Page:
December 09, 2003

Snow Job: It's Time to Rethink Weather Reporting

News coverage of the big dump of white stuff on Boston illustrates one of the ironies of newspaper journalism, which is all about telling stories and informing the public: The narrative is an inefficient way to convey information.

In a discussion on the Online-News list yesterday, one member, complained that the Globe's news story (as it appeared on Boston.com) reported such obvious conditions as "the fact that highways, airports and schools across the region closed, that the state and localities spent lots of money on snowplowing and that ski-resort operators are happy."

"In other words," the Online-News member continued, "who cares? Tell me something I don't know."

Well, of course, people do care when roads or schools are closed - it is helpful information if they must go to work or arrange child care - but as a subject matter it makes for boring and inefficient reading. Have you tried scanning a 40-inch weather story for the information about your local school?

More interesting (but not more necessary), to people whose lives are disrupted by Mother Nature are the stories of others in similar circumstance. And where could those stories be found yesterday? On blogs.

The Online-News member pointed to Boston Localfeeds, where he found personal stories from:

 "A pilot-ship captain's account of being at the mouth of Boston Harbor at the height of the storm;
 A snowmobiler's exhilaration at getting into the woods for his first serious workout since he fell off his motorcycle earlier this year;
 One dressed-up couple's travails in going to a ball they didn't know was cancelled until they got there;
 An account of why the local subway system sucked;
 A Florida native's tale of sledding in a blizzard;
 A guy wondering why there's always a run on snow shovels before a big storm - wouldn't New Englanders have enough shovels already?"

(Localfeeds is a news reader that aggregates blog headlines and feeds on a zip-code basis. Here's the feed from within 10 miles of my house in Mill Valley, California.)

The "story," i.e., the narrative, as a form is a lousy data-delivery vehicle - and the traditional newspaper weather story is among the worst of the form. It's time to separate the "story" from the "information."

Readers need information - what's working, what's not. Put that in a box or a list, with phone numbers and links to more resources. Run even more on the web site.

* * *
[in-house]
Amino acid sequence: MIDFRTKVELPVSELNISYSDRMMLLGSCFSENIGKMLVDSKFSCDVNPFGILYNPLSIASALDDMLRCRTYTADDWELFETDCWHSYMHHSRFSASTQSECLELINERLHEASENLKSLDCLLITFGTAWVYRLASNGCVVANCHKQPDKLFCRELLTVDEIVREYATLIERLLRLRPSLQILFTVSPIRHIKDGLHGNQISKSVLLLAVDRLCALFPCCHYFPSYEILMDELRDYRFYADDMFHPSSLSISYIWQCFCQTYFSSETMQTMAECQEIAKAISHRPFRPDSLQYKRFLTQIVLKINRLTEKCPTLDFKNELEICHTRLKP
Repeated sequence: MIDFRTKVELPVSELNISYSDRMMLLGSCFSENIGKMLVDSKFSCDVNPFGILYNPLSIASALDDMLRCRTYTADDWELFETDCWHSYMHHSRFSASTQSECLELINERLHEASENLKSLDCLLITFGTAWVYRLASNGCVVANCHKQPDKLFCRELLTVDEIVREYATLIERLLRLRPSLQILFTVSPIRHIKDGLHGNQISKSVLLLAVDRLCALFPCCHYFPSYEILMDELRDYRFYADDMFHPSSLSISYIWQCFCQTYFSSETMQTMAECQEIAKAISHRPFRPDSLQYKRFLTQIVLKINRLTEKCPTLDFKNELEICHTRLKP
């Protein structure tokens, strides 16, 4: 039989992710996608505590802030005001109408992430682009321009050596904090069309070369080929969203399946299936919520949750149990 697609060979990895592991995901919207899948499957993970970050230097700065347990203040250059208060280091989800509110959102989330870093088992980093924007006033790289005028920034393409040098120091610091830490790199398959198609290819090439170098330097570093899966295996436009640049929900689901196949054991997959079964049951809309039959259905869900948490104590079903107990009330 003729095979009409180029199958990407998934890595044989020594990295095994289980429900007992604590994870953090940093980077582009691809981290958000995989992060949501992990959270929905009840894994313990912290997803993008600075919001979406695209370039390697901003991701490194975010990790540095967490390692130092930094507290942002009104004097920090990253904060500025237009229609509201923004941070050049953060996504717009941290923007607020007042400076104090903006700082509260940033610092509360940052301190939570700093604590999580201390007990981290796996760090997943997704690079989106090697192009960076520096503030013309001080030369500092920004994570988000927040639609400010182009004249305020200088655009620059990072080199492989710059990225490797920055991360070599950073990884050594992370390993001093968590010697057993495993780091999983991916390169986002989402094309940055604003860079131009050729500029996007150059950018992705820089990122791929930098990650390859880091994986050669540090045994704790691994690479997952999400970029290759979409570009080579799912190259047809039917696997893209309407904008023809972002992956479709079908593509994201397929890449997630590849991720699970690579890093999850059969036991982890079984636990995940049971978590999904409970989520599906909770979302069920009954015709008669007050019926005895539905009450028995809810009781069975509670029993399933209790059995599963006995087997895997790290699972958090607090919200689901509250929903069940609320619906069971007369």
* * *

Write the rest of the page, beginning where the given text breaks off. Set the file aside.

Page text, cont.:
Readers want drama. Put that in a story on the front page.

Readers like to know about their neighbors. Gather their stories. Put that in the paper and on the web. Connect readers to each other.

Changing the format and nature (ahem) of weather stories is not a simple thing. As another member of Online-News pointed out, in the hidebound hierarchy of newsrooms, weather stories rank barely above obits in lack of importance. They are typically a chore delegated to the newest reporters or to those unfortunate veterans sentenced to their desks on evenings or weekends.

He wrote of his of experience on a large metro paper:

"First thing I was told when I was assigned to the reporting staff was always to look busy first thing in the day, otherwise one of the city editors would draft you into the worst fate known to reporterdom: writing a weather story. To them, weather was just another boring story to pursue in knee-jerk fashion." (Emphasis added)

Later, when he became an editor he pushed for a different type of story:

"We focused features on human features about kids and mom-and-pop businesses that make a pretty good but arduous living shoveling people out, on finding the most loyal employees who still managed to show up for work despite huge storms, on how weather affects house pets, etc. Basically, we started regarding the weather as something that was important enough to the readers to approach with something other than speed-dialing all the usual suspects and making snide allusion to how people can't understand what meteorologists say."

"In other words," he said, "we treated it like a story, not like an odious task, and tried to get back into thinking what would interest readers."

What would interest readers - as a story? That is the question. It may or may not be "how weather affects house pets," but it certainly is not 20 or 30 or 40 paragraphs reporting traffic and travel conditions. With all the tools now available to newsrooms, we can do better.

People are interested in other people. Let's make them the focus of weather coverage.

As an example, the same Online-News member who complained about the banality of the Globe's weather story preferred the photo coverage of the pros to that of the amateurs.

"Plenty of bloggers have cameras," he said, "but most of the photos were of the 'look at all the snow on my street!' variety (including, I admit, mine). In contrast, professional photographers said to hell with the danger and got the really cool pix, including what has to be the best blizzard photograph ever recorded." (Emphasis added)

Here's the picture.

Posted by Tim Porter at December 9, 2003 06:56 AM
Comments

As always, you drive the point home beautifully. Most newspaper weather stories do little more than tell you yesterday's weather today. And they are the worst fate that can befall an eager young reporter.

Posted by: Jonathan Potts on December 9, 2003 09:15 AM

Does a woman's heart good to see a big-bellied bare breasted man shoveling snow in his shorts. This has gotta be a Boston belly. It's the way it sags south that says "I'm from Boston.".

Posted by: dbrabin on December 10, 2003 05:58 PM
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